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Please use this identifier to cite or link to this item: http://hdl.handle.net/1942/28689

Title: Tackling Fragmented Last Mile Deliveries to Nanostores by Utilizing Spare Transportation Capacity-A Simulation Study
Authors: Kin, Bram
Ambra, Tomas
Verlinde, Sara
Macharis, Cathy
Issue Date: 2018
Publisher: MDPI
Citation: SUSTAINABILITY, 10(3) (Art N° 653)
Abstract: Last mile deliveries in urban areas cause a disproportionate unsustainable impact, while it is also the most expensive part of the supply chain. This is particularly true for freight flows that are characterized by fragmentation. Logistically, this becomes apparent in vehicles that are driving around with a low vehicle fill rate, leading to the unnecessary presence of freight vehicles in our cities. This study focuses on the operational feasibility of utilizing the spare transportation capacity of a service-driven company as a potential solution to supply small independent retailers, or nanostores. The aim is to reduce inefficient vehicle movement. Based on a real-life implementation, we use SYnchronization Model for Belgian Inland Transport (SYMBIT), an agent-based model, to simulate various bundling scenarios. Results show the total vehicle kilometers and lead times to supply nanostores for the service-driven company to serve its customers. There is a potential to utilize spare capacity to supply nanostores while maintaining a decent service level. The number of vehicle kilometers driven highly depends on the location of the distribution center where the service-driven company operates. Based on these results, the conditions that have to be met to replicate this solution in other urban areas are discussed.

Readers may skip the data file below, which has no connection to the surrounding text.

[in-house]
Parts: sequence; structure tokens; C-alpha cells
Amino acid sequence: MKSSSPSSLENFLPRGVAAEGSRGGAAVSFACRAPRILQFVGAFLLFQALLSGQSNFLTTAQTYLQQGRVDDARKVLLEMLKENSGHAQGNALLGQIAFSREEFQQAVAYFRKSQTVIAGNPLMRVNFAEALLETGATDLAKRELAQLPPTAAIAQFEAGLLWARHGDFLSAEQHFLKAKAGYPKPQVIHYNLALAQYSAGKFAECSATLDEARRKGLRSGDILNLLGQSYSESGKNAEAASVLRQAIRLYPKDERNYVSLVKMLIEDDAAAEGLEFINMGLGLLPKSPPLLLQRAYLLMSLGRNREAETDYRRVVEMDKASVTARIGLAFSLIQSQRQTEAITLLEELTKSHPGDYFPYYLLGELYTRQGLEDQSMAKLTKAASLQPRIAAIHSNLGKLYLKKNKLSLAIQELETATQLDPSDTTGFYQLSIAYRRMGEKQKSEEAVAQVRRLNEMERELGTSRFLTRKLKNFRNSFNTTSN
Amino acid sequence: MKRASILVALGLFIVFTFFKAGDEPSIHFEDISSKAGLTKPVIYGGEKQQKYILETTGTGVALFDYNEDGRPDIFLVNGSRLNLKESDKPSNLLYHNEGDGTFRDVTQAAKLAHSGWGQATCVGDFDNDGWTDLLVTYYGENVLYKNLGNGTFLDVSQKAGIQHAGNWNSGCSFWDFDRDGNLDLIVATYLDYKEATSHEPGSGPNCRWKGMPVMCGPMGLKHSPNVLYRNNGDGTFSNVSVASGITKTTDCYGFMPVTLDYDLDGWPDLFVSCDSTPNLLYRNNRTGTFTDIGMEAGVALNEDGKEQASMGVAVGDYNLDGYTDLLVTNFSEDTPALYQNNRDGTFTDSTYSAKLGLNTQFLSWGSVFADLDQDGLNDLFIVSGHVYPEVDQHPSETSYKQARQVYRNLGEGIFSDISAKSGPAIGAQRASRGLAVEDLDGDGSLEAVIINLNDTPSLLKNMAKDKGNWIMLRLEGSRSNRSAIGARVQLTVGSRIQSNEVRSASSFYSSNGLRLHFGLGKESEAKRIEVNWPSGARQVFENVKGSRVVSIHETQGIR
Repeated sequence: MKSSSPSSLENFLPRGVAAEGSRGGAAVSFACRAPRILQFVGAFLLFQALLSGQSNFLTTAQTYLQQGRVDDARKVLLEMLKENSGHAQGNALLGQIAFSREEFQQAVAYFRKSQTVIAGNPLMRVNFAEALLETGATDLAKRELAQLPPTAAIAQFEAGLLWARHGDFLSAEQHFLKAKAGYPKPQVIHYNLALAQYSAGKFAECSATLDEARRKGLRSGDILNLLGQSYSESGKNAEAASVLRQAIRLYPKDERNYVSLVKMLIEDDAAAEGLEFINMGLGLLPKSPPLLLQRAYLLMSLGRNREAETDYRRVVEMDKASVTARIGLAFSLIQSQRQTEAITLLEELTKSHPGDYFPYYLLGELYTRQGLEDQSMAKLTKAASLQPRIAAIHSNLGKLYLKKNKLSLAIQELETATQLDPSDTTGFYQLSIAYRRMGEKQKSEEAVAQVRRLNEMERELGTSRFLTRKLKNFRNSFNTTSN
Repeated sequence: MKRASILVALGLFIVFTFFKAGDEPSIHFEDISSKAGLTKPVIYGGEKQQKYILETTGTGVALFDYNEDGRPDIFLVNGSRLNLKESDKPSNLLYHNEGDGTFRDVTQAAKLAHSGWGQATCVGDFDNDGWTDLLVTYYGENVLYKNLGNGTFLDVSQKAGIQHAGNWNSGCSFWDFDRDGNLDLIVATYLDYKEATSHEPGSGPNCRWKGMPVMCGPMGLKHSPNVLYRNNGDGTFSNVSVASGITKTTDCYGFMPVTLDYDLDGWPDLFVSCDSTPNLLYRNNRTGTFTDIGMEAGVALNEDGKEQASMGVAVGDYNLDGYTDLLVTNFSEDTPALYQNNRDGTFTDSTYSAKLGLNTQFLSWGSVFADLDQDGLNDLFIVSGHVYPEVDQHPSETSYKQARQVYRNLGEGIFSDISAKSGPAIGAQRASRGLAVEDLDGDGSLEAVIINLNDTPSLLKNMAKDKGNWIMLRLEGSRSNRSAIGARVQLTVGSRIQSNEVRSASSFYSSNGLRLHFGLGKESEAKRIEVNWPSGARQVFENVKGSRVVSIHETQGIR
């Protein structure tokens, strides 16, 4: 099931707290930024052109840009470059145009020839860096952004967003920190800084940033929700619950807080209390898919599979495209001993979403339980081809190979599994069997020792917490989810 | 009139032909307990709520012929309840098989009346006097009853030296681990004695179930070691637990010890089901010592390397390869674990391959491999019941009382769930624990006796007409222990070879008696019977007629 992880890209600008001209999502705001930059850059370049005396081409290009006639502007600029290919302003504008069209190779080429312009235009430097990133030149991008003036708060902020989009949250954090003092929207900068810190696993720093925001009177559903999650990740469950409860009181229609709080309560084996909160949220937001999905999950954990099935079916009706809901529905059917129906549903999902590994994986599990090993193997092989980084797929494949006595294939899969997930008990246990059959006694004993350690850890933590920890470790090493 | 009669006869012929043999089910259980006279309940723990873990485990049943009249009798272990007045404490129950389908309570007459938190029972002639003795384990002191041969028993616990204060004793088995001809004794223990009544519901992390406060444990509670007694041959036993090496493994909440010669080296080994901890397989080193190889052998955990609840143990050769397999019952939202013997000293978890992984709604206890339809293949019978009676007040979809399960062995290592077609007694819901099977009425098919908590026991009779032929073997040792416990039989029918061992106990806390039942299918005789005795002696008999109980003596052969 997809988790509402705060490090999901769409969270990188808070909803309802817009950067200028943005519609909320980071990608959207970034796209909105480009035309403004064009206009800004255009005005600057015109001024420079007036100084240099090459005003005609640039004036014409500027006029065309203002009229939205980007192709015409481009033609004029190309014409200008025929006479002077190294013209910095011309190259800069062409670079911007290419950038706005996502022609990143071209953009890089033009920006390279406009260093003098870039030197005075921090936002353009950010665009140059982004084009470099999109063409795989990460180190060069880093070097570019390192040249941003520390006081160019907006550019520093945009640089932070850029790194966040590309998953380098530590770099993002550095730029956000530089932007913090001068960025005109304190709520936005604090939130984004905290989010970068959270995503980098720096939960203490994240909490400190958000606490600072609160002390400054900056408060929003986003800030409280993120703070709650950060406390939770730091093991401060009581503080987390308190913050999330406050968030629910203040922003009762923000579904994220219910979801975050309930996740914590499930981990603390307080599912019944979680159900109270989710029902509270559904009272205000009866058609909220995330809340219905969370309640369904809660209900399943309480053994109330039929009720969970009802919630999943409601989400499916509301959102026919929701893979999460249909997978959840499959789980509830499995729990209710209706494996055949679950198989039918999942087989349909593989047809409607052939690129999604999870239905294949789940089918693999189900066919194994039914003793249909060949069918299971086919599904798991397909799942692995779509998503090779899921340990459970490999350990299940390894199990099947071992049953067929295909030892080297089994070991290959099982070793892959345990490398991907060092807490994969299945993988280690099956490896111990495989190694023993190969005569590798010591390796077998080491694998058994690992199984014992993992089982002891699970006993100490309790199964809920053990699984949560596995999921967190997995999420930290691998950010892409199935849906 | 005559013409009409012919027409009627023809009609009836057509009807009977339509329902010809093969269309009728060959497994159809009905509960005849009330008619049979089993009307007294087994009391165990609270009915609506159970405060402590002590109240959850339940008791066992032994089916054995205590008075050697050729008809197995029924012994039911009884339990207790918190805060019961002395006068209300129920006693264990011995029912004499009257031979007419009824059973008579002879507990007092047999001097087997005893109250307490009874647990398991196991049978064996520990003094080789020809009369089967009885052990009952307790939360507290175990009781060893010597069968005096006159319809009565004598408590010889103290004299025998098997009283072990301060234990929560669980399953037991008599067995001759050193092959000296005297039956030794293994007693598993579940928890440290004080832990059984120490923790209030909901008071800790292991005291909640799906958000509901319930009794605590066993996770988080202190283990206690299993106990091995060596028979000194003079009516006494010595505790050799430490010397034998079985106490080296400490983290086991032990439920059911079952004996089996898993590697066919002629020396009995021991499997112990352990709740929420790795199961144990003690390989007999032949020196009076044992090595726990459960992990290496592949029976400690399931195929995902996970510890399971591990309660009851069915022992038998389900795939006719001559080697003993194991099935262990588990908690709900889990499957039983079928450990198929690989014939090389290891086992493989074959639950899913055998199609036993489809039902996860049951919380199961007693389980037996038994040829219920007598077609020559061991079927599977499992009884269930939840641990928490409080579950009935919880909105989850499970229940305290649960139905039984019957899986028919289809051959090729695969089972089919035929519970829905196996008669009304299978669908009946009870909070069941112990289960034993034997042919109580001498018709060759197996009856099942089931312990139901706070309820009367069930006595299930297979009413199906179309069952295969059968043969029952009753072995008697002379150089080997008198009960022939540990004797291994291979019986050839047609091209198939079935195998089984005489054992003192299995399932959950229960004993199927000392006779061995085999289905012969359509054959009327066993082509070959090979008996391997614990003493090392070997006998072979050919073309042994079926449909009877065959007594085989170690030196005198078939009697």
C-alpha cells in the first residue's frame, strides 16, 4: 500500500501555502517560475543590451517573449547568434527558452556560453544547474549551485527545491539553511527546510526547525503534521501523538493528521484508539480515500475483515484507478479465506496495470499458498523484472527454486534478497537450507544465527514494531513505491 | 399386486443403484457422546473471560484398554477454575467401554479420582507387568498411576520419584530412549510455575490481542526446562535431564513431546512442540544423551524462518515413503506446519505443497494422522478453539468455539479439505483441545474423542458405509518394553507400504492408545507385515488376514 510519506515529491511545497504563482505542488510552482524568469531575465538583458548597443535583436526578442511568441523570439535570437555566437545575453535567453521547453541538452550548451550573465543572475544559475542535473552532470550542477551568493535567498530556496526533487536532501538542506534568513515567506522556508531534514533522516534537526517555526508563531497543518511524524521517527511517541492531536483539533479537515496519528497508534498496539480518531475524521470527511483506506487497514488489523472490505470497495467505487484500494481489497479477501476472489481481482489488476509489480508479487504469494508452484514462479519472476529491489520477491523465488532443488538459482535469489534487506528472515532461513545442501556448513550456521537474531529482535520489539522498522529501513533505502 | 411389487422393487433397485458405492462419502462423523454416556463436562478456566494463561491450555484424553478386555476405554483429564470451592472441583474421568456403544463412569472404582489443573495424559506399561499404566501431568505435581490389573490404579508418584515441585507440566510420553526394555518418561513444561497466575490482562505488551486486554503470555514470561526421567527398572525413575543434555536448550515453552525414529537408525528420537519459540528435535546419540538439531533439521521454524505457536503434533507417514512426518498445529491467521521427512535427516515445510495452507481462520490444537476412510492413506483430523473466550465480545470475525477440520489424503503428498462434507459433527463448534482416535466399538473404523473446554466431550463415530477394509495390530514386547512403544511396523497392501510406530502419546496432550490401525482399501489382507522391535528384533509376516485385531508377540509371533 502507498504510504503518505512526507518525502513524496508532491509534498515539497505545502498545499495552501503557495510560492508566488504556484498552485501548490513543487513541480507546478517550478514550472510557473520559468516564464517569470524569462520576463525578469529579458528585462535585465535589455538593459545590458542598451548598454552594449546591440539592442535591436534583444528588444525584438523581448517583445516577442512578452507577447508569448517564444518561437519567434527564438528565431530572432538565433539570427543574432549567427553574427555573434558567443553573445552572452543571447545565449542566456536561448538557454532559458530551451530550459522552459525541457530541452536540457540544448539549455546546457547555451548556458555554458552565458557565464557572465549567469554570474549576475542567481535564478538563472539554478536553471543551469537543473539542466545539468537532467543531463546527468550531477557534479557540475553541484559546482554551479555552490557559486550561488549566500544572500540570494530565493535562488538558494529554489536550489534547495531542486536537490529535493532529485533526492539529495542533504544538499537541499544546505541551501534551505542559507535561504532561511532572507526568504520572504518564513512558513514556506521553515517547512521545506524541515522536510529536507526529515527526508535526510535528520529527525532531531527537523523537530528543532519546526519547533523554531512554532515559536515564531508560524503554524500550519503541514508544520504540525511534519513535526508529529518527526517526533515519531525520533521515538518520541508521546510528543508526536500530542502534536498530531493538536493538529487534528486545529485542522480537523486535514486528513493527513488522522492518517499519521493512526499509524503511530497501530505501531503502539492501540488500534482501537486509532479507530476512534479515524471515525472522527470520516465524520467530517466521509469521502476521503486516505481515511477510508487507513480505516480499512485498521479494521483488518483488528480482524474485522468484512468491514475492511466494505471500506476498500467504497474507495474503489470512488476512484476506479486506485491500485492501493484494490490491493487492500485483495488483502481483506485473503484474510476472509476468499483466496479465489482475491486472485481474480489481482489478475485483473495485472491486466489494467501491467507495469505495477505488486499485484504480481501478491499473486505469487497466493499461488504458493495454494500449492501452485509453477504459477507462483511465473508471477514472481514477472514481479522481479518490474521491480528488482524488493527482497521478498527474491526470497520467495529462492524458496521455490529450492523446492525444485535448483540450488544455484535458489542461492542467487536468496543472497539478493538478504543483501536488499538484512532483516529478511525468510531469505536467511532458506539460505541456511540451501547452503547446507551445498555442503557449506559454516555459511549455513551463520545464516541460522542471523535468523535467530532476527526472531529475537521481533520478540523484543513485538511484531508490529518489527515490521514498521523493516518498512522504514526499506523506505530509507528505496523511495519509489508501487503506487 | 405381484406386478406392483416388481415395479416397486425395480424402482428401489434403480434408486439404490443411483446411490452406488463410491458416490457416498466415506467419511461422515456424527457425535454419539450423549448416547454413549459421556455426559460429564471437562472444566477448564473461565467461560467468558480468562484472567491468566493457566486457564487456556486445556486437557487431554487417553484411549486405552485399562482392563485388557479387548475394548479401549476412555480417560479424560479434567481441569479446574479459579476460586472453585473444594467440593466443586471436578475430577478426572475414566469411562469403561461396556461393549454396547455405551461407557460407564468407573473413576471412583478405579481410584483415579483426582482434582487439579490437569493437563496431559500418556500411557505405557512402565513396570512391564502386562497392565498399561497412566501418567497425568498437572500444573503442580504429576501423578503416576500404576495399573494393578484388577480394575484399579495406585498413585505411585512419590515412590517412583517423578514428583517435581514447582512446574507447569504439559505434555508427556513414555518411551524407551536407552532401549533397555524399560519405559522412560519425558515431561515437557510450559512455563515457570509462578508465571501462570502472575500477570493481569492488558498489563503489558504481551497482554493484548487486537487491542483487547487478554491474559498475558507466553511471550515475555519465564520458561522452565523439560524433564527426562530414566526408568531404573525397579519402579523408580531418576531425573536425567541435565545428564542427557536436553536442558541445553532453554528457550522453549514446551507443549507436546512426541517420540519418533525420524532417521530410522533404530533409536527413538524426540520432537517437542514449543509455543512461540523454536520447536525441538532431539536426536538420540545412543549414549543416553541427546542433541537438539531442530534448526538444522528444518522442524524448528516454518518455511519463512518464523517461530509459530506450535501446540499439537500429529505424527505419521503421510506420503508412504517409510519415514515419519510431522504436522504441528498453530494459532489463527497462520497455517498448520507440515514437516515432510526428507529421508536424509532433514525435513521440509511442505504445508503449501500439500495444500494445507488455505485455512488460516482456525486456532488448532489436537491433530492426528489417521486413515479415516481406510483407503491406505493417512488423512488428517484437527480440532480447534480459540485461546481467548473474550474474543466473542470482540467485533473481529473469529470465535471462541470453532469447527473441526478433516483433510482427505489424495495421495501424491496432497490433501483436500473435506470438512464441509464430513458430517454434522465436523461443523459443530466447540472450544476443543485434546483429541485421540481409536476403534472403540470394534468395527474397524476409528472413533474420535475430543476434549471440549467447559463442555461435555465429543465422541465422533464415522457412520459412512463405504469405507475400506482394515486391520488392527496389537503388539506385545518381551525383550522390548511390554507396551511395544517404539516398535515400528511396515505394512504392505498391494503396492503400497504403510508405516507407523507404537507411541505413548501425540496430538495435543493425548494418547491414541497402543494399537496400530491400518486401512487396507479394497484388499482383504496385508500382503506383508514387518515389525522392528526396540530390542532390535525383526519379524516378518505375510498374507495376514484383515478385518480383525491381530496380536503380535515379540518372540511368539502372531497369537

Notes: [Kin, Bram; Ambra, Tomas; Verlinde, Sara; Macharis, Cathy] Vrije Univ Brussels, Logist & Automot Technol Res Ctr, MOBI Mobil, Pl Laan 2, B-1050 Brussels, Belgium. [Ambra, Tomas] UHasselt, Logist Res Grp, Agoralaan, B-3590 Diepenbeek, Belgium. [Ambra, Tomas] Res Fdn Flanders FWO, Egmontstr 5, B-1000 Brussels, Belgium.
URI: http://hdl.handle.net/1942/28689
DOI: 10.3390/su10030653
ISI #: 000428567100080
ISSN: 2071-1050
Category: A1
Type: Journal Contribution
Appears in Collections: Research publications

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